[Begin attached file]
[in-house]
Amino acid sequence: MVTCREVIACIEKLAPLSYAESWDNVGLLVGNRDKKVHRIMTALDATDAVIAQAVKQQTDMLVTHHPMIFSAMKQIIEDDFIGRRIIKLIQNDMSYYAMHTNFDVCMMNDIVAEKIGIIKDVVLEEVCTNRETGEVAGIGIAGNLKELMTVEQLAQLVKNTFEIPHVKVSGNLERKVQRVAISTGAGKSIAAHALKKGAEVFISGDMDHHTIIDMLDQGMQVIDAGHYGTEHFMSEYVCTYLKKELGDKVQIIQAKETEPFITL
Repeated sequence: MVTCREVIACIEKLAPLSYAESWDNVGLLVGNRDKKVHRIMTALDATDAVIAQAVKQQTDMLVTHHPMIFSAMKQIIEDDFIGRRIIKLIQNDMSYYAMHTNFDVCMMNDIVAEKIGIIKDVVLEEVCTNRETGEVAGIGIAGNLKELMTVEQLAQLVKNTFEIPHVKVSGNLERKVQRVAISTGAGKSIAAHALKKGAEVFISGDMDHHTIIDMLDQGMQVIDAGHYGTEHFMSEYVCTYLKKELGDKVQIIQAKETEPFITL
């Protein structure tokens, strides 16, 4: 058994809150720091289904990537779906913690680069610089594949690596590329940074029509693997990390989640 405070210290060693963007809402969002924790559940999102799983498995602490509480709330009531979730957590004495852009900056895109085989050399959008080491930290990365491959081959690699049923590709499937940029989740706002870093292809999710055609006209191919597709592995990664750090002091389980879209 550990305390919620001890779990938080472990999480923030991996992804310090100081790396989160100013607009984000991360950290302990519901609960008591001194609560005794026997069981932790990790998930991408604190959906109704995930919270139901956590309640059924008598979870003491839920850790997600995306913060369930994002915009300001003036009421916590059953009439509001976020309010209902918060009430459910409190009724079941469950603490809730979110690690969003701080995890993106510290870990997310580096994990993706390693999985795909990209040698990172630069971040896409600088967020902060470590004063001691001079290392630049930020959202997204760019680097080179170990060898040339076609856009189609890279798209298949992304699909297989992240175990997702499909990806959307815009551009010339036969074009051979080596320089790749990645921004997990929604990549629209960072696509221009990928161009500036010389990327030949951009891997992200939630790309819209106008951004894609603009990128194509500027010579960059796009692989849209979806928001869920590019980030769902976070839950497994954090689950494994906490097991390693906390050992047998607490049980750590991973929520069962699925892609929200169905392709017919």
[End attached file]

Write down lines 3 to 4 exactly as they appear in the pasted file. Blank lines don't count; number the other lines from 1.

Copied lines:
Repeated sequence: MVTCREVIACIEKLAPLSYAESWDNVGLLVGNRDKKVHRIMTALDATDAVIAQAVKQQTDMLVTHHPMIFSAMKQIIEDDFIGRRIIKLIQNDMSYYAMHTNFDVCMMNDIVAEKIGIIKDVVLEEVCTNRETGEVAGIGIAGNLKELMTVEQLAQLVKNTFEIPHVKVSGNLERKVQRVAISTGAGKSIAAHALKKGAEVFISGDMDHHTIIDMLDQGMQVIDAGHYGTEHFMSEYVCTYLKKELGDKVQIIQAKETEPFITL
């Protein structure tokens, strides 16, 4: 058994809150720091289904990537779906913690680069610089594949690596590329940074029509693997990390989640 405070210290060693963007809402969002924790559940999102799983498995602490509480709330009531979730957590004495852009900056895109085989050399959008080491930290990365491959081959690699049923590709499937940029989740706002870093292809999710055609006209191919597709592995990664750090002091389980879209 550990305390919620001890779990938080472990999480923030991996992804310090100081790396989160100013607009984000991360950290302990519901609960008591001194609560005794026997069981932790990790998930991408604190959906109704995930919270139901956590309640059924008598979870003491839920850790997600995306913060369930994002915009300001003036009421916590059953009439509001976020309010209902918060009430459910409190009724079941469950603490809730979110690690969003701080995890993106510290870990997310580096994990993706390693999985795909990209040698990172630069971040896409600088967020902060470590004063001691001079290392630049930020959202997204760019680097080179170990060898040339076609856009189609890279798209298949992304699909297989992240175990997702499909990806959307815009551009010339036969074009051979080596320089790749990645921004997990929604990549629209960072696509221009990928161009500036010389990327030949951009891997992200939630790309819209106008951004894609603009990128194509500027010579960059796009692989849209979806928001869920590019980030769902976070839950497994954090689950494994906490097991390693906390050992047998607490049980750590991973929520069962699925892609929200169905392709017919």